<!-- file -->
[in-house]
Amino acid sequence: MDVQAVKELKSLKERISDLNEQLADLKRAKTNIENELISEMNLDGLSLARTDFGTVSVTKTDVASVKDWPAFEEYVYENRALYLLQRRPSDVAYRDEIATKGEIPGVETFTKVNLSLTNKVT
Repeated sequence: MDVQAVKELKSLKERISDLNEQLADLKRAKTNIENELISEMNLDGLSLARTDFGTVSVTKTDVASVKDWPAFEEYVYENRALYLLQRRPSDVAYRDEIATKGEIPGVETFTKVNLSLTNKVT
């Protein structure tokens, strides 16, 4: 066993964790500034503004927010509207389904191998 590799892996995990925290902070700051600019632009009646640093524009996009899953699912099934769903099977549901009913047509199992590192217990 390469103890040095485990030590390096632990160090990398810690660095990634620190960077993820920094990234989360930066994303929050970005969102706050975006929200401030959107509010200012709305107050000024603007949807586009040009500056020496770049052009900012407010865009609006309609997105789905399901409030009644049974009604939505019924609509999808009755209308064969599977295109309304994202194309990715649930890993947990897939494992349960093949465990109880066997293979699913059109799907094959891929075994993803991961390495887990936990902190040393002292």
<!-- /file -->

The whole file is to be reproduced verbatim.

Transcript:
[in-house]
Amino acid sequence: MDVQAVKELKSLKERISDLNEQLADLKRAKTNIENELISEMNLDGLSLARTDFGTVSVTKTDVASVKDWPAFEEYVYENRALYLLQRRPSDVAYRDEIATKGEIPGVETFTKVNLSLTNKVT
Repeated sequence: MDVQAVKELKSLKERISDLNEQLADLKRAKTNIENELISEMNLDGLSLARTDFGTVSVTKTDVASVKDWPAFEEYVYENRALYLLQRRPSDVAYRDEIATKGEIPGVETFTKVNLSLTNKVT
């Protein structure tokens, strides 16, 4: 066993964790500034503004927010509207389904191998 590799892996995990925290902070700051600019632009009646640093524009996009899953699912099934769903099977549901009913047509199992590192217990 390469103890040095485990030590390096632990160090990398810690660095990634620190960077993820920094990234989360930066994303929050970005969102706050975006929200401030959107509010200012709305107050000024603007949807586009040009500056020496770049052009900012407010865009609006309609997105789905399901409030009644049974009604939505019924609509999808009755209308064969599977295109309304994202194309990715649930890993947990897939494992349960093949465990109880066997293979699913059109799907094959891929075994993803991961390495887990936990902190040393002292």